Well intentioned conservatives can disagree about how best to reform our nation’s immigration system. But all conservatives should be willing to agree that no matter what happens, immigration reform should not be used as an excuse to create brand new government bureaucracies. But if the Senate’s Gang of Ocho endorses the guest worker program principles just announced by the AFL-CIO/Chamber of Commerce, that is exactly the direction immigration reform is heading. From the statement:

The United States will always be a nation of immigrants who have contributed greatly to the vitality, diversity, and creativity of American life. Yet, like the rest of America’s immigration system, the mechanisms for evaluating our labor market needs and admitting foreign workers – as well as recruiting U.S. workers – for temporary and permanent jobs are broken or non-existent. Current immigration policies are rigid, cumbersome and inefficient. What is needed is the creation of a professional bureau in a federal executive agency to inform Congress and the public about these issues together with a system that provides for lesser-skilled visas that respond to employers’ needs while protecting the wages and working conditions of lesser-skilled workers – foreign or domestic.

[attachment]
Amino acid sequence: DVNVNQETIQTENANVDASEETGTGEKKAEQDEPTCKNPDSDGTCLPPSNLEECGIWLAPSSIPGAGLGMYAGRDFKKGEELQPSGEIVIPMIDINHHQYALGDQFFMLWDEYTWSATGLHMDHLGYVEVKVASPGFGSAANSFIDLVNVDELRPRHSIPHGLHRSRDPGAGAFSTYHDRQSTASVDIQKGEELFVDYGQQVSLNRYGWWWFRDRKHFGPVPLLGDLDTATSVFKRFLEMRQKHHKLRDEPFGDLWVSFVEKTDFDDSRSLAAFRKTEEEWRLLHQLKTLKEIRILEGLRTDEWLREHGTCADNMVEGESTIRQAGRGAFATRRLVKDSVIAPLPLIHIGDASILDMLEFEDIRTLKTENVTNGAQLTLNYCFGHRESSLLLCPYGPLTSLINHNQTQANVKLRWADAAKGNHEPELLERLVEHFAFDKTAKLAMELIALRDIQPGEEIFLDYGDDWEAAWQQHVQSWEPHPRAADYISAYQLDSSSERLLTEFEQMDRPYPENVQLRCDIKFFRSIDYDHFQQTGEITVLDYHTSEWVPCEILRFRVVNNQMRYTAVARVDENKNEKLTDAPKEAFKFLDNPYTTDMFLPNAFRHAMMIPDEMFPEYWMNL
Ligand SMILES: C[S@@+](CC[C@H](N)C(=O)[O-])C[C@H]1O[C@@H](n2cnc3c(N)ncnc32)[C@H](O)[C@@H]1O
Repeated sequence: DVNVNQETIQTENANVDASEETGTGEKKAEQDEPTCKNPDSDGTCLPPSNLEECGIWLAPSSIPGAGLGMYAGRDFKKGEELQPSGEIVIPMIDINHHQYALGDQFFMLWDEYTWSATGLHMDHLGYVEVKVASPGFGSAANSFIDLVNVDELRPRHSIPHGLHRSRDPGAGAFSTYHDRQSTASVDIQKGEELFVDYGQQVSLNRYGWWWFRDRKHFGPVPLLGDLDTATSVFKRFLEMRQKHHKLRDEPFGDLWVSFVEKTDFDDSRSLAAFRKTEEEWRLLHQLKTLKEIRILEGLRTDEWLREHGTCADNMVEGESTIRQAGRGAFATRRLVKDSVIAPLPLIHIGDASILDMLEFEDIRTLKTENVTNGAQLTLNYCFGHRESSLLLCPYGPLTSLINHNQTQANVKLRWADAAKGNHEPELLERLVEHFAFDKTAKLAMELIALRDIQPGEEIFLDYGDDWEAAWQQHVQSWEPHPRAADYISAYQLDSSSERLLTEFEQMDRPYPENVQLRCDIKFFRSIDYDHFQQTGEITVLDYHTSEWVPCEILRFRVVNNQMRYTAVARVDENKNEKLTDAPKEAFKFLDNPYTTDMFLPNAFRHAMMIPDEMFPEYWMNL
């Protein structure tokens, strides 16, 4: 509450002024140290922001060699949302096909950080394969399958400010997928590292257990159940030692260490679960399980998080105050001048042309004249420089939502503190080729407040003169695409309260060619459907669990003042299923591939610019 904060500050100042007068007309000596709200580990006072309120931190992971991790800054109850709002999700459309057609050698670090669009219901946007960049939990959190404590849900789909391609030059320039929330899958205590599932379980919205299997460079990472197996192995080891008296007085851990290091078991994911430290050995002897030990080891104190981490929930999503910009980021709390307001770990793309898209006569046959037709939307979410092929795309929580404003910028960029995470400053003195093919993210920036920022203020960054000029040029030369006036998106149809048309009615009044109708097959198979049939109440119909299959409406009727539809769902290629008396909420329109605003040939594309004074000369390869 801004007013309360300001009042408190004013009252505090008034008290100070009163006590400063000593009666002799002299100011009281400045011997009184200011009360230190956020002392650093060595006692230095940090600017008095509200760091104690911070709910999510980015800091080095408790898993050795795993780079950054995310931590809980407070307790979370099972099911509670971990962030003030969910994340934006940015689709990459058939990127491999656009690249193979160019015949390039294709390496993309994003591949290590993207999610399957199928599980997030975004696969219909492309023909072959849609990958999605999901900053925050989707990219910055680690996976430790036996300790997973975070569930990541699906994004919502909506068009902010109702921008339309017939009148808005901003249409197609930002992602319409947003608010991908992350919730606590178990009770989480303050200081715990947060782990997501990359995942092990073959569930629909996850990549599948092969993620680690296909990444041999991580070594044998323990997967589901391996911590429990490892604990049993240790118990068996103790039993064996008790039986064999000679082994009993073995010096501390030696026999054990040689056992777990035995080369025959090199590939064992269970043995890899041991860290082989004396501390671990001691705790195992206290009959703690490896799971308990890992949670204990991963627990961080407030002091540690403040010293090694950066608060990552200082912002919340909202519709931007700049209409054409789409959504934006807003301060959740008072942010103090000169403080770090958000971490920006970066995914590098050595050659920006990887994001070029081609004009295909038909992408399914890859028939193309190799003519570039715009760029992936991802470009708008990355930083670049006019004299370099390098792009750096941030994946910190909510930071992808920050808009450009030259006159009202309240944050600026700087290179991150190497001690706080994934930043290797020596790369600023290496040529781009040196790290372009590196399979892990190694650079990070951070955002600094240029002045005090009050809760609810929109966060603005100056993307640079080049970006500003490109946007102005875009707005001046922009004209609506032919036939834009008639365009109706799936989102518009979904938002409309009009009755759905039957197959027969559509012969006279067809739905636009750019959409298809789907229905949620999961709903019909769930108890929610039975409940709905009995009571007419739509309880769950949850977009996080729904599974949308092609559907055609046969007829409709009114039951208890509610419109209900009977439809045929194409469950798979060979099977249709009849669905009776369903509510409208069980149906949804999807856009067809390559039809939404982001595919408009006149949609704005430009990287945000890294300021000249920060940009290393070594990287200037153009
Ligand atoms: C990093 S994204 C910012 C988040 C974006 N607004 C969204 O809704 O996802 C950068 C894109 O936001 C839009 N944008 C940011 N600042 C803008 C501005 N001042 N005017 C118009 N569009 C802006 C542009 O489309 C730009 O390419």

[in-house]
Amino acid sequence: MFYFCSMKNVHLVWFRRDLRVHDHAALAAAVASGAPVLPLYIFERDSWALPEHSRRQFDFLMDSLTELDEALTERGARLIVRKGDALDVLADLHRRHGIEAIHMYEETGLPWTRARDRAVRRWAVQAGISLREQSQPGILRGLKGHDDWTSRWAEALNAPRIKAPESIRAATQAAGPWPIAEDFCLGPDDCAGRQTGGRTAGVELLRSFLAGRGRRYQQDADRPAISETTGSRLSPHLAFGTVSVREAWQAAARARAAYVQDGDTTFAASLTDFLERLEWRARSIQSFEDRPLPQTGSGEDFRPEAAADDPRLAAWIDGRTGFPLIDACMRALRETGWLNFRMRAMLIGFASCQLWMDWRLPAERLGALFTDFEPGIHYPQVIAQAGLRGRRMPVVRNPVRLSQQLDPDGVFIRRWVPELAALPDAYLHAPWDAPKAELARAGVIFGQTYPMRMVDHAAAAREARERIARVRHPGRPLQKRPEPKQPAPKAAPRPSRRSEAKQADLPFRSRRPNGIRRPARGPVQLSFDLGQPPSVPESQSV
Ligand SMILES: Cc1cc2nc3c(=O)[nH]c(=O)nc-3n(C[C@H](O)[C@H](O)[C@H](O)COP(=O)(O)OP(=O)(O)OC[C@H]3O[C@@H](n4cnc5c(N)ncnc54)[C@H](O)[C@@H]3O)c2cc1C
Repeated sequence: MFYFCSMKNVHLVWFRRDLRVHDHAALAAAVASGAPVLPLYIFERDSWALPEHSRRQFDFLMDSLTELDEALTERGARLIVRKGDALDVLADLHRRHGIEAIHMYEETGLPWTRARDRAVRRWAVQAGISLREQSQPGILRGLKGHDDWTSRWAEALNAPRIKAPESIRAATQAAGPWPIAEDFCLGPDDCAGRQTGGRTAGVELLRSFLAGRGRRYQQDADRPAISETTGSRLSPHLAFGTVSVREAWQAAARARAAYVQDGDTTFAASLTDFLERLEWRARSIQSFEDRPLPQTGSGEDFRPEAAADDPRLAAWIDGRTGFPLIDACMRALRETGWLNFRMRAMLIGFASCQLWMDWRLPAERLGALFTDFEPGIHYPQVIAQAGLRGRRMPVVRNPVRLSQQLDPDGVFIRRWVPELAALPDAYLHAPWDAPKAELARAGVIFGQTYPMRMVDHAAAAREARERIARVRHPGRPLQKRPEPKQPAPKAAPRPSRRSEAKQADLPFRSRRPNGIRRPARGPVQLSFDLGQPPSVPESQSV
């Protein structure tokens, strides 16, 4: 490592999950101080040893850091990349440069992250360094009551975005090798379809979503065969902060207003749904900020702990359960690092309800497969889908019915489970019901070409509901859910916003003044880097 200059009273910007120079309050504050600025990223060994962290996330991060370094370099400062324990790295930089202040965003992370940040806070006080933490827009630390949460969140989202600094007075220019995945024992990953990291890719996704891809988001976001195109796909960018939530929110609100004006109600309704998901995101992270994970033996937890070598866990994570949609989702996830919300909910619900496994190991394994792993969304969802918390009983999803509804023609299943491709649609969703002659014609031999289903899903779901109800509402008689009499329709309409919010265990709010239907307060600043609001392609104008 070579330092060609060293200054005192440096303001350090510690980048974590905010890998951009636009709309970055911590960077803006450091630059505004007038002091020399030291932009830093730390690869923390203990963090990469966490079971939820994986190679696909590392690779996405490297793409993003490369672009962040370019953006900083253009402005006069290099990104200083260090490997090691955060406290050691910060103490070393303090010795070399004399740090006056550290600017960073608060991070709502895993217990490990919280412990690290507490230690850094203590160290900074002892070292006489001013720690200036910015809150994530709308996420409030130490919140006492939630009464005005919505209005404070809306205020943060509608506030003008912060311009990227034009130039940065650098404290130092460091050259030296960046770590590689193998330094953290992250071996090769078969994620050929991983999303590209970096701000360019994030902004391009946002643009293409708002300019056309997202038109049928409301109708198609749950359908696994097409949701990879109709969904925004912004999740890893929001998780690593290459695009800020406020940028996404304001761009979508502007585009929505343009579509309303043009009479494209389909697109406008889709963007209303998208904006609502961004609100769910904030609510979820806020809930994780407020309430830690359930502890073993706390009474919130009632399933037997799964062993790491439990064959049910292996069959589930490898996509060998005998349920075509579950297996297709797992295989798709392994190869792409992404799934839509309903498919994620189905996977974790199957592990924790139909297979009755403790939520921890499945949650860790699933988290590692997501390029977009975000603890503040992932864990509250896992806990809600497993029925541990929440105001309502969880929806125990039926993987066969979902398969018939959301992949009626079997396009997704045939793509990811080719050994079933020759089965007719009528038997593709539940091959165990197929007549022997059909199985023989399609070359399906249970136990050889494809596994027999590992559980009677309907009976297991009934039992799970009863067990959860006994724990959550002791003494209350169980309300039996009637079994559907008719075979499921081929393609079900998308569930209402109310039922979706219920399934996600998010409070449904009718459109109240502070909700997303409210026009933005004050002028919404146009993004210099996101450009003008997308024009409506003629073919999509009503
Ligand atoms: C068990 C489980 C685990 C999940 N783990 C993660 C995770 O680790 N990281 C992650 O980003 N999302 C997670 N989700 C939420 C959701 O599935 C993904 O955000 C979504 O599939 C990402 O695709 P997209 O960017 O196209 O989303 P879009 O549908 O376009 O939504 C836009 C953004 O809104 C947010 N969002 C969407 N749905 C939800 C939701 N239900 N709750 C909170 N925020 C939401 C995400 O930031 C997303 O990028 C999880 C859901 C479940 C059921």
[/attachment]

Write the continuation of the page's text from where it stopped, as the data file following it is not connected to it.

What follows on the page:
If you think government “professionals” will be good at predicting the supply and demand of “lesser-skilled” labor, then this statement must sound like a sensible compromise. However, if you have any conservative instincts at all, you should be more than a little bit skeptical. And The Wall Street Journal reported earlier today:

Key senators are exploring an immigration bill that would force every U.S. worker—citizen or not—to carry a high-tech identity card that could use fingerprints or other personal markers to prove a person’s legal eligibility to work.

Mandatory national ID cards?!?! New government bureaucracies!?!? How could any conservative put their name on a bill containing those provisions?